One year later the Get Schooled Tour still fails to grasp students mental health concerns

According+to+the+National+Alliance+on+Mental+Health+half+of+all+chronic+mental+illnesses+begin+by+age+14.
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One year later the Get Schooled Tour still fails to grasp students mental health concerns

According to the National Alliance on Mental Health half of all chronic mental illnesses begin by age 14.

According to the National Alliance on Mental Health half of all chronic mental illnesses begin by age 14.

Photo used with permission of The People Speak.

According to the National Alliance on Mental Health half of all chronic mental illnesses begin by age 14.

Photo used with permission of The People Speak.

Photo used with permission of The People Speak.

According to the National Alliance on Mental Health half of all chronic mental illnesses begin by age 14.

Curren Gauss, Reporter

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On March 27, 2018 I posted my first article on Fishersnthered.com titled “Get Schooled Tour fails to grasp extent of mental health”, detailing the convocation I attended days before: the Get Schooled Tour (GST), a concert-style program in which music, video testimonies and interactive polling are used in an attempt to engage students, start a “conversation” and break the stigma behind mental illness.

One year later, students’ mental health needs still are not being met; more importantly, their voices on the important topic of mental illness are not being heard and it is not at the fault of HSE schools. On March 27 of this year, student body president senior Joey Cerone, Bring Change to Mind Club board member senior Katie Wiseman and I attended a meeting with intentions to address the issues we had identified with GST and try to find a better solution that students would connect to more. Instead, we were greeted by Clinton Faupel, co-founder and executive director of RemedyLIVE (GST’s parent organization) and his coworker Mark (no last name was given or is available via GST websites).

Early into this meeting, it became clear that the “conversation” GST was set on having was one in which they belittled teenagers into believing their message. This intrusive behavior escalated to the point of singling out one of us, asking if we ourselves suffered from a mental illness and if that is why we were not responsive to the program. The meeting concluded with a negative air and a question lingered long after Faupel and his colleague had left: how do we fix this?

Let me say first and foremost I am not asking how to fix mental illness. Honestly, I do not think mental illness is something to be fixed as much as something that needs attention either from medication, therapy, coping mechanisms or a combination of the three. On Feb 20, 2019 the New York Times reported that teenagers feel that depression and anxiety are important issues among their peers, issues that need to be discussed in a safe, open-minded space. However, the GST creates a space in which students feel more closed off than ever. Junior Maddy Horne, who attended the convocation on Wednesday, felt this herself.

“The entire thing was basically ‘if you’re depressed talk to your friends, they’ll help you,’ ” Horne said. “I also felt like they were saying ‘you’re responsible for your own mental health.’ At the end of it all, it was terribly executed.”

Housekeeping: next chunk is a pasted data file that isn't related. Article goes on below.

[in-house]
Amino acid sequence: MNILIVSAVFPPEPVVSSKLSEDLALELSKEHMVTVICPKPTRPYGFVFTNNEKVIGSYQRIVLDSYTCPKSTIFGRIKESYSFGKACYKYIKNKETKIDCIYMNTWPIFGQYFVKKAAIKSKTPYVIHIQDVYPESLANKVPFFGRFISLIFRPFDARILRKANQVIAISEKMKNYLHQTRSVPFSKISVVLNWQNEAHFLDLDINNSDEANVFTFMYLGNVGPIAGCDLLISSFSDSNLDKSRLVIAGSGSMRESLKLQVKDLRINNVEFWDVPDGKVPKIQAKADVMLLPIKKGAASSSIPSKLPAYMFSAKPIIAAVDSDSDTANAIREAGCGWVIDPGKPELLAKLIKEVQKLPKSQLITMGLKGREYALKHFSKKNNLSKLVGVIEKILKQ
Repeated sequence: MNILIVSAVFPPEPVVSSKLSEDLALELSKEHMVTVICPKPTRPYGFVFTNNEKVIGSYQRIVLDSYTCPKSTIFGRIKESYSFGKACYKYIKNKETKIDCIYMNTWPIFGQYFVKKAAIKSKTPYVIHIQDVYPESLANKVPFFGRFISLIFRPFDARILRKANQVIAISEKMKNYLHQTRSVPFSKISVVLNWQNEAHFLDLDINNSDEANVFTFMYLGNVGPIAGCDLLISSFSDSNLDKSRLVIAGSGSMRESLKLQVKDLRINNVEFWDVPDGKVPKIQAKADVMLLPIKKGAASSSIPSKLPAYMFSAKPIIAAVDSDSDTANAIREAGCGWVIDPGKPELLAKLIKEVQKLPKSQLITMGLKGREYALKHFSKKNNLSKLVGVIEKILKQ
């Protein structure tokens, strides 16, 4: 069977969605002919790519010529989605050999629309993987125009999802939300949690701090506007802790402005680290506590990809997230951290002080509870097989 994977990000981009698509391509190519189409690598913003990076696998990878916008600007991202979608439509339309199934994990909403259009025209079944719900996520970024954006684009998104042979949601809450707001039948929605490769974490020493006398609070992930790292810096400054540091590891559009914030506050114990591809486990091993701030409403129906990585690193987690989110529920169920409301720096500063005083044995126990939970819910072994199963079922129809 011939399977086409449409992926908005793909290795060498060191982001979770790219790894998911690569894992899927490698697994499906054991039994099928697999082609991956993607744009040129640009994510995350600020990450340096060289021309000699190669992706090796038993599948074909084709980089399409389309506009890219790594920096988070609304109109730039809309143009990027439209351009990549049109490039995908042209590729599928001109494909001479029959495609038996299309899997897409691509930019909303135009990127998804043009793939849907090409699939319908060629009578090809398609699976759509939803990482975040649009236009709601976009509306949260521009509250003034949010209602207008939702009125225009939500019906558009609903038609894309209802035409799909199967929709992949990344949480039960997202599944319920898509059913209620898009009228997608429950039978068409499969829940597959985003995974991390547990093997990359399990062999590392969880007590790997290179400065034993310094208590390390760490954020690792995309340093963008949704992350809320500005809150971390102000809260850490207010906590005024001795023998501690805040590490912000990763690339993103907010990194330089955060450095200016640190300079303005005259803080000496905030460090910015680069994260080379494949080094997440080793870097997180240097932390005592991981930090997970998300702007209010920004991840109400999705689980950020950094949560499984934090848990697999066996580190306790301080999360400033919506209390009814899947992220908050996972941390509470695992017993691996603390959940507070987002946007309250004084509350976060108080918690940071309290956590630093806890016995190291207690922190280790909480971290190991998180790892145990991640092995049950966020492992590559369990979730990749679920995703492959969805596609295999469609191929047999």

Keeping Horne’s opinion and the meeting in mind, I cannot help but wonder what GST is really all about. At its core, GST is a organization that is being paid lots and lots of money to put on a show, to sell a product, to encourage kids to, as they would say, “start a conversation”. However, when given the opportunity to have a conversation with students, GST rides it off opposite opinions as upset kids with mental health issues, which completely defeats the entire point of the program itself.

I talked to 15 other students besides Horne, seniors who had seen the presentation a year prior and juniors who experienced GST for the first time on Wednesday. Both groups of students shared the sentiment that the light-hearted feel was insensitive, the jokes were cheesy and out of place, the music was overwhelming, and the program’s content was too jam-packed to actually get anything meaningful out of the seminar. This combined with the lack of help for those struggling made for a confusing, upsetting SMART period.

Students from HSE high school also experienced GST and their feelings mirrored those of the juniors and seniors from before. Brianne Arnold, a junior at HSE, explained how her friend felt upset after the program and wanted to go to the “talk room” GST had promised kids. The “talk room” is supposed to be a space where if you needed help, you could seek it immediately with assistance from trusted adults. Arnold’s friend was instead sent to her guidance counselor, someone she did not feel a close connection with and was not comfortable in discussing the sensitive issues GST had brought up. More importantly, this situation shows how GST failed to deliver on the one solid part of its presentation.

All in all, GST is upsetting to students, neglectful to their core message and careless with their handling of real mental illness issues that arise. To truly “start a conversation” GST and Faupel need to respect the opinions and ideas of the students they are trying to help first and realize that the environment they have created is one in which the students are not the ones who need to “Get Schooled” on mental health issues.